/Should your Preschool have a PTO?

Should your Preschool have a PTO?

Most people have heard of PTA groups – but what is the difference between a PTA and a PTO?

Parent Teacher Associations (PTA) are formal membership organizations that require their members to pay dues – the group must also abide by state and national rules.  On the other hand, you have Parent Teacher Organizations (PTO) that are usually single-school programs that operate under their own rules.  These groups can focus on the matters of their school and sometimes their community as well.

What are the benefits of having a PTO at your Preschool?

  • How the student benefits – studies show that when parents are involved in their child’s school, their children tend to perform better (social skills and behavior included).
  • How the Preschool benefits – parents and teachers build strong relationships by working together. The school is also able to provide better quality programs for their students.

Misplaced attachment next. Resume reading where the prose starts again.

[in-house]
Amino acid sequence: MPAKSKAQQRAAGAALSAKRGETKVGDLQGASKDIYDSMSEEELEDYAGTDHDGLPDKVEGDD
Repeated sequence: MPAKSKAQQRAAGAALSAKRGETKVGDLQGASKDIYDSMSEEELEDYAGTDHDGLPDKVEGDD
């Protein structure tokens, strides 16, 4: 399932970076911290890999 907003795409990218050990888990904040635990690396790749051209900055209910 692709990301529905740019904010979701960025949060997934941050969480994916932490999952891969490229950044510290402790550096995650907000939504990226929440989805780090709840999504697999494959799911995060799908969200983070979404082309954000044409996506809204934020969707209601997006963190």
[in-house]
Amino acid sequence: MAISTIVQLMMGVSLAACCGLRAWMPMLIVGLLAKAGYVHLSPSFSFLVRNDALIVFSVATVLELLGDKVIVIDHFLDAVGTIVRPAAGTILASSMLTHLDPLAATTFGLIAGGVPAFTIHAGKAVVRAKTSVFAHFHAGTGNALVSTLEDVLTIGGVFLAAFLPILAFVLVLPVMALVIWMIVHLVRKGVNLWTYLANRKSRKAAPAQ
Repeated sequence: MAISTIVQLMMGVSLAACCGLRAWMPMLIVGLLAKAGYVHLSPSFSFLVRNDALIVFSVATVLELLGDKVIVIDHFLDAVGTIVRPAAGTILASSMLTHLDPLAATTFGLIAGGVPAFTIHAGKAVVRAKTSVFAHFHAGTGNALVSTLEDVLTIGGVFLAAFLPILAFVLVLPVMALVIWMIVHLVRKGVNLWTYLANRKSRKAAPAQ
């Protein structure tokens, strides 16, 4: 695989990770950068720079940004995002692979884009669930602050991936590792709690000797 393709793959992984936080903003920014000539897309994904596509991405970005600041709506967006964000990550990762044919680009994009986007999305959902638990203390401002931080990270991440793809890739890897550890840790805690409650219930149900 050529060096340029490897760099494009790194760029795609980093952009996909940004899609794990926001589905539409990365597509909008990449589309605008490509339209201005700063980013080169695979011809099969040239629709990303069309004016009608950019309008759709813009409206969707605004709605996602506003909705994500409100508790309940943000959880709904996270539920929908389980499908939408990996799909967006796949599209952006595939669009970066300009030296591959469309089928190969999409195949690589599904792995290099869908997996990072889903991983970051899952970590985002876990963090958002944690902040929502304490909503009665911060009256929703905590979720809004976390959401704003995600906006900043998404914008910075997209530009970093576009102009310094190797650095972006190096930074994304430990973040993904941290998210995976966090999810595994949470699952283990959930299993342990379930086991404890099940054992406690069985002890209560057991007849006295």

• How the staff benefits – allows the preschool staff to focus on the children while the parents can focus on the fundraising, volunteering, etc.
  • How the parent benefits – parents are more informed when they are involved with the school. They can be informative to other parents who are not a part of the PTO and plan family friendly events such as Fall Festival or Muffins for Mom to celebrate Mother’s Day.

How can you start a PTO at your Preschool?  It’s easy!

  1. Meet with the school administrator to discuss the idea of starting a PTO group – this can be a small group, combining teachers and parents that are interested in bettering the school and community. It is important to point out how the school, staff, parents, and students can benefit from the organization (feel free to use the bullet points above!)
  2. Once the school administrator is onboard with the idea, you can notify ALL parents and staff members. Hold a kick-off event for parents, teachers, students, and families.  It can be small and simple – snacks and refreshments are always a bonus!  During the event you can develop your mission statement and establish group goals.
  3. Ask for volunteers to be a part of the committee. The purpose of the committee can be organizing informational meetings, planning events held by the PTO, fundraising opportunities to fund the organization’s mission, etc.

Sources: PTO Today, National PTA, Early Childhood Education Zone, Our Everyday Life

About the Author:

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Amber is one of Jackrabbit's software support experts.

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